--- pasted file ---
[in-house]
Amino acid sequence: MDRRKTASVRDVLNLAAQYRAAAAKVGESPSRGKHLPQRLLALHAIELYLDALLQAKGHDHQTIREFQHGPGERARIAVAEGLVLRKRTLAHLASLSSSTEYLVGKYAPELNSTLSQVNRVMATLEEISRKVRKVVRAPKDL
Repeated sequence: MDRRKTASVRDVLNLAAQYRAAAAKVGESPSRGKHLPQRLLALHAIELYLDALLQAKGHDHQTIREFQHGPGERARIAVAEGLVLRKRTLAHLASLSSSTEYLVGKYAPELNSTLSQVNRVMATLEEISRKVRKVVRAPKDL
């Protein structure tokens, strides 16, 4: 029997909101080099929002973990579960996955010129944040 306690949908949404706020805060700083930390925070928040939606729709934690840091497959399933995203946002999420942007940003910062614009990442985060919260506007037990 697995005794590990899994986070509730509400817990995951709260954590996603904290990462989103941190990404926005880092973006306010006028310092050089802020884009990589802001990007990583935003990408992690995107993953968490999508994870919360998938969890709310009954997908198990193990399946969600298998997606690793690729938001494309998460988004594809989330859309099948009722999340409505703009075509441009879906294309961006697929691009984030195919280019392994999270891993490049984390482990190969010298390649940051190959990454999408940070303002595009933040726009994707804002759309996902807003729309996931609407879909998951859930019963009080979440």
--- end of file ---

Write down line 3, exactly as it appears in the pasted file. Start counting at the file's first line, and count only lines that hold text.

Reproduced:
Repeated sequence: MDRRKTASVRDVLNLAAQYRAAAAKVGESPSRGKHLPQRLLALHAIELYLDALLQAKGHDHQTIREFQHGPGERARIAVAEGLVLRKRTLAHLASLSSSTEYLVGKYAPELNSTLSQVNRVMATLEEISRKVRKVVRAPKDL